All roads lead to Edinburgh

The six girls in our debut novel Eight of Cups came from far and wide. Their birthplaces shaped them, their University days in Edinburgh matured them, and their eventual homes both nurtured and challenged them.

But how to describe a place? And how to reflect how it might have been at the time of the action in the novel?

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Destination – Room 101

Room 101 first appeared in George Orwell’s dystopian novel ‘Nineteen Eighty Four’. It was a torture chamber in the Ministry of Love in which the Party attempted to subject a prisoner to his or her own worst nightmare, fear or phobia. The emphasis shifted in the BBC comedy television series Room 101 from facing fears to identifying and then consigning pet hates to a fate worse than death in Room 101.

Mirren is angry with herself this Saturday morning and has decided to work on that anger by identifying all the things that currently annoy her and then metaphorically locking them in Room 101, possibly never to be seen or experienced again.

Firstly goes that full bag of Cadbury’s Chocolate Eclairs greedily consumed yesterday evening after a hard day at work. No more combating tiredness with empty calories. They can stay there for at least the six weeks it apparently takes to change a habit (Do you really believe that?).

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Quality time

This year, and from now on, instead of moaning about being too busy, I am resolved to use my time more wisely and for better quality outcomes.  For example, I am no longer wearing anything that I don’t like or doesn’t do me any favours – and I don’t care if I have spent good money on an item or if the result is that I am left with very few sartorial options – I am more interested in dressing quickly and not dithering in front of the mirror debating with myself what to wear, trying on and taking off the many impulse buys current residing in my wardrobe.  Likewise, I am not wasting time reading anything unedifying, or poorly written.  With all those wonderful books out there?  It would be madness.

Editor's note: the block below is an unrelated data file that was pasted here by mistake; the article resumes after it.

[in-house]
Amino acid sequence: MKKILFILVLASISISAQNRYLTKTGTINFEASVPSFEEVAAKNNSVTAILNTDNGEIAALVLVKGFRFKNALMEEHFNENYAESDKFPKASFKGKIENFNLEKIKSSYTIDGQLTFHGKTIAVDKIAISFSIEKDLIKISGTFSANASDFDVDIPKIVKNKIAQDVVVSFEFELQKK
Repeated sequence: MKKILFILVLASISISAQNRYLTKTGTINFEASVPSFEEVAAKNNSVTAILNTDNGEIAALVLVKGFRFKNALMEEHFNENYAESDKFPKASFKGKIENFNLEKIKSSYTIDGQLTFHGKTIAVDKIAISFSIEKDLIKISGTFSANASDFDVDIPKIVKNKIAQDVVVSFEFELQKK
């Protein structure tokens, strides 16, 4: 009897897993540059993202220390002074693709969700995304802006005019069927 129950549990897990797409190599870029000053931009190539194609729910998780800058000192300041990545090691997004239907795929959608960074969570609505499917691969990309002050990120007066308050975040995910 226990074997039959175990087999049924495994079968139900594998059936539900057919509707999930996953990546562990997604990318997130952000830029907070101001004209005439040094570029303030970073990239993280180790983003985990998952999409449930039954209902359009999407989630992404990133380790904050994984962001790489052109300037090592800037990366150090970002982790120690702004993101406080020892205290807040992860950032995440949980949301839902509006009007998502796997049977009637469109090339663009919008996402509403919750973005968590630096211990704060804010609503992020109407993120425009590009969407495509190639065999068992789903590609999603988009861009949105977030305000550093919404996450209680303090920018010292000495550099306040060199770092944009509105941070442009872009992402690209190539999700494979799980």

It was reading and revelling in And the Mountains Echoed, Khaled Hosseini’s latest book, which prompted this latest lifestyle decision.  I had refrained from buying it, and particularly from downloading it on to my Kindle, in the hope and belief that someone (with a big hint from me) would present me with the book for Christmas.  My daughter – and the book – did not disappoint.  I have spent a typically reclusive festive season delighting in the quality of his story-telling.

In contrast, I picked up while shopping in a certain supermarket, Sisterland by Curtis Sittenfeld.  It’s not a bad story.  Two sisters with certain psychic powers, one who is open about the fact, and the other who denies it – but it fails to charm, inspire or engage.

The challenge is to determine just what is the difference in the way these two writers put words on paper.  Does Hosseini write a basic story and then work on improving his use of language and enriching the quality of his exposition?  Or does his mind work such that he produces quality straight off? Sittenfeld can construct a decent story.  So can Mirren Jones. But can either of us create a literary experience I wonder?

We’re currently trying to complete the basic storyline of Never Do Harm.  And then the task will be to transform it into an experience.  That will be a true quality outcome.